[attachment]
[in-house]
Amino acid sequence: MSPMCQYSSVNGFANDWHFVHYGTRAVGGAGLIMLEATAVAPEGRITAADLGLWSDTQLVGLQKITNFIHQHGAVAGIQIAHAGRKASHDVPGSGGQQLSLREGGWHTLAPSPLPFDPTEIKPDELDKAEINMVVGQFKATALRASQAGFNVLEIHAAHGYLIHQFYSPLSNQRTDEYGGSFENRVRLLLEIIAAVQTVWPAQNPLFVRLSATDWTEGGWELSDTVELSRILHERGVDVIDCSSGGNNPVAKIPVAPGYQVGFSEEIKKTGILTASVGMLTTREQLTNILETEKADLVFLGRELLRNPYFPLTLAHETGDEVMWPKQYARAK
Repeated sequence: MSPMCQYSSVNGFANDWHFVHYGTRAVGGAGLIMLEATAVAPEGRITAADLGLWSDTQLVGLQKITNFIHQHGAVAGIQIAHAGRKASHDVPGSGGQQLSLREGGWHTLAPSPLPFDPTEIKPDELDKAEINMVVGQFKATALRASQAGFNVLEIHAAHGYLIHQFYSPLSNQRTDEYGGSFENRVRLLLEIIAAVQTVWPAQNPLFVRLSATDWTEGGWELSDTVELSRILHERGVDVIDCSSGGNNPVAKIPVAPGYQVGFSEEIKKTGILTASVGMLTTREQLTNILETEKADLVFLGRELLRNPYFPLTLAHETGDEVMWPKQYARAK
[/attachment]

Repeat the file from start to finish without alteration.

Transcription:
[in-house]
Amino acid sequence: MSPMCQYSSVNGFANDWHFVHYGTRAVGGAGLIMLEATAVAPEGRITAADLGLWSDTQLVGLQKITNFIHQHGAVAGIQIAHAGRKASHDVPGSGGQQLSLREGGWHTLAPSPLPFDPTEIKPDELDKAEINMVVGQFKATALRASQAGFNVLEIHAAHGYLIHQFYSPLSNQRTDEYGGSFENRVRLLLEIIAAVQTVWPAQNPLFVRLSATDWTEGGWELSDTVELSRILHERGVDVIDCSSGGNNPVAKIPVAPGYQVGFSEEIKKTGILTASVGMLTTREQLTNILETEKADLVFLGRELLRNPYFPLTLAHETGDEVMWPKQYARAK
Repeated sequence: MSPMCQYSSVNGFANDWHFVHYGTRAVGGAGLIMLEATAVAPEGRITAADLGLWSDTQLVGLQKITNFIHQHGAVAGIQIAHAGRKASHDVPGSGGQQLSLREGGWHTLAPSPLPFDPTEIKPDELDKAEINMVVGQFKATALRASQAGFNVLEIHAAHGYLIHQFYSPLSNQRTDEYGGSFENRVRLLLEIIAAVQTVWPAQNPLFVRLSATDWTEGGWELSDTVELSRILHERGVDVIDCSSGGNNPVAKIPVAPGYQVGFSEEIKKTGILTASVGMLTTREQLTNILETEKADLVFLGRELLRNPYFPLTLAHETGDEVMWPKQYARAK